Thousands of protesters took to the street in earthquake-hit Puerto Rico on Monday as a judicial investigation was opened into the weekend discovery of unused emergency supplies leftover from the devastating Hurricane Maria.
On Saturday, a Facebook user posted a live video showing a warehouse in the southern city of Ponce, filled with undistributed emergency supplies such as tents, diapers, baby formula, radios, batteries and thousands of bottles of water, which appeared to have expired.
Some of the aid was apparently intended for victims of Hurricane Maria, which ravaged the island in September 2017, killing some 3,000 people.
Governor Wanda Vazquez Garced said in a statement, “According to the findings that suggest inaction or omissions in the management of the warehouse and supplies by some officials,” the government referred the investigation to the Justice Department.
Some 5,000 people are living in tents after more than 1,000 earthquake tremors have rattled the US territory since December.
Many of those people went to the warehouse after the video was posted and raided the supplies stored there.
On January 12, a 5.9 magnitude earthquake hit Puerto Rico, the latest in a series of powerful tremors that have shaken the US territory in recent days.
Earlier, a 5.8 magnitude earthquake jolted Puerto Rico that toppled houses and caused power outages and small landslides but there were no reports of casualties.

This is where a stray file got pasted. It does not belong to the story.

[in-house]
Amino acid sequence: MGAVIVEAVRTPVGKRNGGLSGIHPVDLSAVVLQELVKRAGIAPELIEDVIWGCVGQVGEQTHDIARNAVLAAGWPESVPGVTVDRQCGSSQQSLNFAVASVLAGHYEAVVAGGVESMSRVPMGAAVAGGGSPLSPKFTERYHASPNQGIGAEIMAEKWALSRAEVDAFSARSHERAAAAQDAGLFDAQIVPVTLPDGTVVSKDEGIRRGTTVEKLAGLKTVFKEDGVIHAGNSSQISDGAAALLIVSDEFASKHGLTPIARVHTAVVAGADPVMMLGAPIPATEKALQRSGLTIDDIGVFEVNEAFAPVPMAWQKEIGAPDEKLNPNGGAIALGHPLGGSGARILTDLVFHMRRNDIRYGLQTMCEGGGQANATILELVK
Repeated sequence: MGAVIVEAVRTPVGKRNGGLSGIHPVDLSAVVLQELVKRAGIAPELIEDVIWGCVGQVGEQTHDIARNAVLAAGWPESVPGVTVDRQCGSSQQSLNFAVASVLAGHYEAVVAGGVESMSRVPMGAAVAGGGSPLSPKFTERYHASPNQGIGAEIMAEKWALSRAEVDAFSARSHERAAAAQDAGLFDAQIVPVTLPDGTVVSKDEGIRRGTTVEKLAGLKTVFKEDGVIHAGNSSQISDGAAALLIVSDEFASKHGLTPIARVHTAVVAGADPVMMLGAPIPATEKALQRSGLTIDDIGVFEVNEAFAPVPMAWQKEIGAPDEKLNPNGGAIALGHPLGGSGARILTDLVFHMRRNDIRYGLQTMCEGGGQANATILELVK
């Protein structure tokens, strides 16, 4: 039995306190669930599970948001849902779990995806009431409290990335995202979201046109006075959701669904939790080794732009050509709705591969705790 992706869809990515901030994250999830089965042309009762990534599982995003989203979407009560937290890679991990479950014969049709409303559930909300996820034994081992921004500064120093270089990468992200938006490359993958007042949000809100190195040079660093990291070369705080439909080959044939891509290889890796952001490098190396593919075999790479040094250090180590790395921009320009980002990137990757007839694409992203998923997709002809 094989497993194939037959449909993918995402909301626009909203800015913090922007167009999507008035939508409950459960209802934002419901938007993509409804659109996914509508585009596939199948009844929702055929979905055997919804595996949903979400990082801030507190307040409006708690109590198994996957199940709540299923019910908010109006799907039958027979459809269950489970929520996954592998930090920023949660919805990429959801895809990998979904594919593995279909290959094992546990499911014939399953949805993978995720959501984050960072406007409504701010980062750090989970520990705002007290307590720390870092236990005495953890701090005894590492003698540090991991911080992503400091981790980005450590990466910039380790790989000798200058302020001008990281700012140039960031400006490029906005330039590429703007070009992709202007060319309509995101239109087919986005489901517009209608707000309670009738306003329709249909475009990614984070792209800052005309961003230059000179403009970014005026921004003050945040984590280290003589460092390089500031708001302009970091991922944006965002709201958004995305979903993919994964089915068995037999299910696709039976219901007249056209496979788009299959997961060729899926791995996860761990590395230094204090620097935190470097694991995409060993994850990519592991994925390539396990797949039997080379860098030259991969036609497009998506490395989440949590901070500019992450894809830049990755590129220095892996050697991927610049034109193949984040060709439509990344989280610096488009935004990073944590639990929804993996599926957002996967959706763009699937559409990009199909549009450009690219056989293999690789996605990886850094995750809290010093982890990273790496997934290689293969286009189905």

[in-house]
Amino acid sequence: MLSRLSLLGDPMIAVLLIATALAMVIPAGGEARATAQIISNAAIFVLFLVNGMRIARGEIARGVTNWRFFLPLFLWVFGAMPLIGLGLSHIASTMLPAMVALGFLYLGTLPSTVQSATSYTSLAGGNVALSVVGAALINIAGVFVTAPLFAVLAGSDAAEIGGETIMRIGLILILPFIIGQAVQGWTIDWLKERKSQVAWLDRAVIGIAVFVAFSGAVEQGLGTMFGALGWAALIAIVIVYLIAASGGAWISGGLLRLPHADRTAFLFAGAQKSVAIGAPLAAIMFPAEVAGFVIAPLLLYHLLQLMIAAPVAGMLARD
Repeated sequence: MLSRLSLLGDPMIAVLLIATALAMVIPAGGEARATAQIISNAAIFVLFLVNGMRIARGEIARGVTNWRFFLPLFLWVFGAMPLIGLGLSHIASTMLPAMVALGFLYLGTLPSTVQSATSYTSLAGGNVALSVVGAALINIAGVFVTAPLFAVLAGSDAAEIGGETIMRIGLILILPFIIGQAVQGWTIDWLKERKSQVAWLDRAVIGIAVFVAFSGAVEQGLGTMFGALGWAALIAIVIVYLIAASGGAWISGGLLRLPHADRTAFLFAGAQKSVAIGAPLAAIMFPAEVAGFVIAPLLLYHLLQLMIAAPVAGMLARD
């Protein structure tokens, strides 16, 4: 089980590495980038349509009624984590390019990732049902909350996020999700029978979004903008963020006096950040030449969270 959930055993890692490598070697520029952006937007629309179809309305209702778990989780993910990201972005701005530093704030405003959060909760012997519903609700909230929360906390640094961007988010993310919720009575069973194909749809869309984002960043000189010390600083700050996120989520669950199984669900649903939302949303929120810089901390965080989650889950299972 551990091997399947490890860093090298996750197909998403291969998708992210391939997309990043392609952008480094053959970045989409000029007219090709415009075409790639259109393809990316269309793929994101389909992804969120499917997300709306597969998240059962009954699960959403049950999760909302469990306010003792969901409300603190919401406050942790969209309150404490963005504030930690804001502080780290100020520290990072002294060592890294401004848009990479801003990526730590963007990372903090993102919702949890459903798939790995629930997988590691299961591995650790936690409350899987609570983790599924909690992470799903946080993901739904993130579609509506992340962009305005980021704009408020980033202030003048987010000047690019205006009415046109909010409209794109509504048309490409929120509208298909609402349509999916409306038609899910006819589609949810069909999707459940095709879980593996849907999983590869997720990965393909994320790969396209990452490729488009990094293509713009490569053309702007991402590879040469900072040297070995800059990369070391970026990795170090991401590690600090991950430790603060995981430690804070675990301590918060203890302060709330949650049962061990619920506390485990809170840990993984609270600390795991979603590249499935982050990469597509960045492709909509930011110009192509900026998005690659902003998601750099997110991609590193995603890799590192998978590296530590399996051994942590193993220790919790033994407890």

The Pacific Tsunami Information Center in Hawaii issued a statement and said that there was “no significant tsunami threat” but a small possibility of tsunami waves along coasts nearest the epicentre.
Dozens of protesters also took to the streets of the capital San Juan on Monday against Vazquez Garced, in a scene reminiscent of July demonstrations demanding the resignation of then-governor Ricardo Rossello.
Rossello was forced to step down after the release of text chats in which he and 11 other male administration members made fun of Hurricane Maria victims.
In December, the quake was the strongest of a series that have rippled through the island and it was followed by at least eight aftershocks.
Puerto Rico doesn’t have a public earthquake warning system, except for sirens that are supposed to ring in case of a tsunami. Residents in this neighbourhood criticized the government for what they believe is a lack of action.
One of the largest and most damaging earthquakes to hit Puerto Rico occurred in October 1918, after 7.3-magnitude quake struck near the island’s northwest coast, unleashing a tsunami and left 116 people dead.
(With inputs from agency)